In Multiply, author and pastor Francis Chan reminds us that making disciples does not have to be a complicated process. At its heart, making disciples simply means telling others about Jesus, and teaching them to follow Him.
This past summer, I had the opportunity to travel to Ukraine with the MBC Tysons Orchestra mission team. We served at a music camp for kids. Although I felt compelled to join the team, I was unclear how God would use me since I don’t play in the orchestra. But we have developed friendships over the years, and I couldn’t wait to serve together with them.
The language barrier in country was significant. I don’t speak the language; and very few of the kids spoke more than a few words of English. (Fortunately, we had a wonderful translator.) One camper in particular gravitated toward our team. He seemed to have a hard time making friends with his peers. But he was fascinated by my English Bible, and wanted to read it with me at every free moment. I sensed a divine opportunity to invest in this young man for the Kingdom, so I met with him whenever we were able.
I wanted to make the most of our time together in the Word. But our translator was very busy, and was not always available. Then it dawned on me—over the summer at MBC, we had memorized the Romans Road. Now I’m no artist, but I quickly sketched a picture as best I could of a car, with him at the wheel, telling other people about Jesus. Each of the road signs had one of the key verses on them. I asked him to bring his Russian Bible whenever we met from then on. After he sounded out the English words, I asked him to read the verses aloud from his Russian Bible. This way, he would understand what these verses meant.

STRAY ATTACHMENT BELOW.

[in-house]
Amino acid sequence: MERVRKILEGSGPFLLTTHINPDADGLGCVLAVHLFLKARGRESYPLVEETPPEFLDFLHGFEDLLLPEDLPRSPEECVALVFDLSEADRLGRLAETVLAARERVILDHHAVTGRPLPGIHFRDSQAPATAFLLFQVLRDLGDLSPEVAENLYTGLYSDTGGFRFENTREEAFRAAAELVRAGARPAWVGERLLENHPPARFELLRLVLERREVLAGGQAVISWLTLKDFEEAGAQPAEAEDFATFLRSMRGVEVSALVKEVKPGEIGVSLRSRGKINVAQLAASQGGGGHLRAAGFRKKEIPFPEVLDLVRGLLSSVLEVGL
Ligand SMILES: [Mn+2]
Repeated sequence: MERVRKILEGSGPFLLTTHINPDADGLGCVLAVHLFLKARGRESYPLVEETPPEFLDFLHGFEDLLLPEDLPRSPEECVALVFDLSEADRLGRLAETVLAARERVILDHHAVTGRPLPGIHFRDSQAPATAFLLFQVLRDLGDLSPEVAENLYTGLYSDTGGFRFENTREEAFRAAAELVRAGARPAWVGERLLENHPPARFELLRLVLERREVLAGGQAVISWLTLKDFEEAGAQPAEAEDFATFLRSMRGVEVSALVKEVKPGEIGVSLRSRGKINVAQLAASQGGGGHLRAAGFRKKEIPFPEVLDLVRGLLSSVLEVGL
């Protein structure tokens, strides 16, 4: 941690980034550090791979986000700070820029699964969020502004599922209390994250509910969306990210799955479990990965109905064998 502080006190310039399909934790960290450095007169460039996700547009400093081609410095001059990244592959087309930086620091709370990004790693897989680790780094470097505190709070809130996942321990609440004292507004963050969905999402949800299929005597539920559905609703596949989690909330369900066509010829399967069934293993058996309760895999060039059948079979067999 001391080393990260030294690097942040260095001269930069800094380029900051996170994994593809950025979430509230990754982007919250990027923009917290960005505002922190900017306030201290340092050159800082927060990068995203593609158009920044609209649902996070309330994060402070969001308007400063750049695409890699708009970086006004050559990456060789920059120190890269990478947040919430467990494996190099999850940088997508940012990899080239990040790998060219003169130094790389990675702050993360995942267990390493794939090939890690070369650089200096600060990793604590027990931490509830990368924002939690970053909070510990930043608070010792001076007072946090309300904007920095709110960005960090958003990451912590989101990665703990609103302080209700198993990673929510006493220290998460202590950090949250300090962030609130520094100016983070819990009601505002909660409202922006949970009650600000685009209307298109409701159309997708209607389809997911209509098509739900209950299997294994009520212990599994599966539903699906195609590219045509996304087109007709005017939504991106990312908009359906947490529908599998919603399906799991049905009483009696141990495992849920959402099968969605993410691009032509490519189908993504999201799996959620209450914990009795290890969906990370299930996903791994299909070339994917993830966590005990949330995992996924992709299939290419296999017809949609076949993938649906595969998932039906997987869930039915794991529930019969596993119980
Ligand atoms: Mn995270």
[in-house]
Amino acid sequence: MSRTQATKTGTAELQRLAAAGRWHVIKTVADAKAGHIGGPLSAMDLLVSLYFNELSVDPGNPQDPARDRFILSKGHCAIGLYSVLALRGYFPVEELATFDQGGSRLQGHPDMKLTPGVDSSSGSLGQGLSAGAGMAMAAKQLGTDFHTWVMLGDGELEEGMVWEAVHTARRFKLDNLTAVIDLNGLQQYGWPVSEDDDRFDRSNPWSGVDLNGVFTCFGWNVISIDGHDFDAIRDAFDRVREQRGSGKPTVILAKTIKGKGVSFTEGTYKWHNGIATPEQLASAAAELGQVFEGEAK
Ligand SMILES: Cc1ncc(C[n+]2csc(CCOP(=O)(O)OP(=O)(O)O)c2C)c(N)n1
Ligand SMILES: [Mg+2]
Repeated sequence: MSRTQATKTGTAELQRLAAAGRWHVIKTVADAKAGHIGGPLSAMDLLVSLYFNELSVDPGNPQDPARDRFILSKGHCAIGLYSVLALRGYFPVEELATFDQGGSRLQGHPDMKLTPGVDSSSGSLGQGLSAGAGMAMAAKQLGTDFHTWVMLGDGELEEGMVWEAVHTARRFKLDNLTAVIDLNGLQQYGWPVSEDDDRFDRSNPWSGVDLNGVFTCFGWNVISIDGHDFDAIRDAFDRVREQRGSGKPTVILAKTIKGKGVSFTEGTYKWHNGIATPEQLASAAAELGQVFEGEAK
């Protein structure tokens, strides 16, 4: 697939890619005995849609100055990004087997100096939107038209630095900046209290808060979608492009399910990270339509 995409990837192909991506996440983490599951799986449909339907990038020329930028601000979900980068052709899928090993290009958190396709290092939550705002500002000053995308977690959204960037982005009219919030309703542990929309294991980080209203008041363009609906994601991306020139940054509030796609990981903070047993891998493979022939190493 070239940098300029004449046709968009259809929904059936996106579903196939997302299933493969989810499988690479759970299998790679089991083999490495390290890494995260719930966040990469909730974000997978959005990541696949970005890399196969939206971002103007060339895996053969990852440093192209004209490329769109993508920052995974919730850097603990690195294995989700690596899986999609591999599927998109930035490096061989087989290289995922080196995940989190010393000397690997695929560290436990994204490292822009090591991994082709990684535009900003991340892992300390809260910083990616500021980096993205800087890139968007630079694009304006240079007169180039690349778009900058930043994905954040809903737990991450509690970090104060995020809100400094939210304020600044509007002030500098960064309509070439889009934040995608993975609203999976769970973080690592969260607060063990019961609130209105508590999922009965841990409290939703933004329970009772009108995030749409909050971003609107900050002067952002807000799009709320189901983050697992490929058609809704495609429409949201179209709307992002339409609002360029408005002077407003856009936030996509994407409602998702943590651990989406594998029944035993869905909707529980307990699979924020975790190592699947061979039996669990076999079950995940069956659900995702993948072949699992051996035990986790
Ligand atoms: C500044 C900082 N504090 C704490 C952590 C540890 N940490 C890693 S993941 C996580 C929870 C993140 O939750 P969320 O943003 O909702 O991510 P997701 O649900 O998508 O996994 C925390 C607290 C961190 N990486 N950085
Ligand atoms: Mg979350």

Other kids seemed interested in what we were doing as well, and several of them copied my drawing. I prayed that the Lord would give them understanding (in spite of my pitiful stick figures) as to how He desires each of us to share our faith with those around us who do not know Jesus as their Lord and Savior. As the week went on, I began to think that my camper friend was there for me just as much as I was there for him. I wasn’t sure what I could contribute in an orchestra camp, but here was a young man with a thirst for the Word of God; what a privilege it was to share it with him!
The English Bible I brought with me was given to me as a graduation gift. It represented a lot of hard work, long hours, and also a sense of accomplishment. But the more I thought about it, the more I began to feel like I had just been holding on to it for my new friend.
On the last morning of camp, there were lots of photos, hugs, and more than a few tears shed by the kids (and the grown ups too). I told my camper friend that I had something for him before he left camp. I made sure that our translator was nearby as I told this young man about my Bible. Then I told him how proud of him I was for his thirst for the Word, and how much he had encouraged me as well, and that I wanted him to have the Bible. I had inscribed a verse to share with him on the inside cover. He gave me a big hug, and said “spacibo!” which means, “thank you!”
Making disciples does not have to be complicated. We are each called to share the Word of God with others, just as others have shared it with us. And when God asks us to do something, we can be sure that He will provide for us the opportunity to be obedient to His command.
Ask God who He has placed in your life today with whom you can share the good news of Jesus Christ!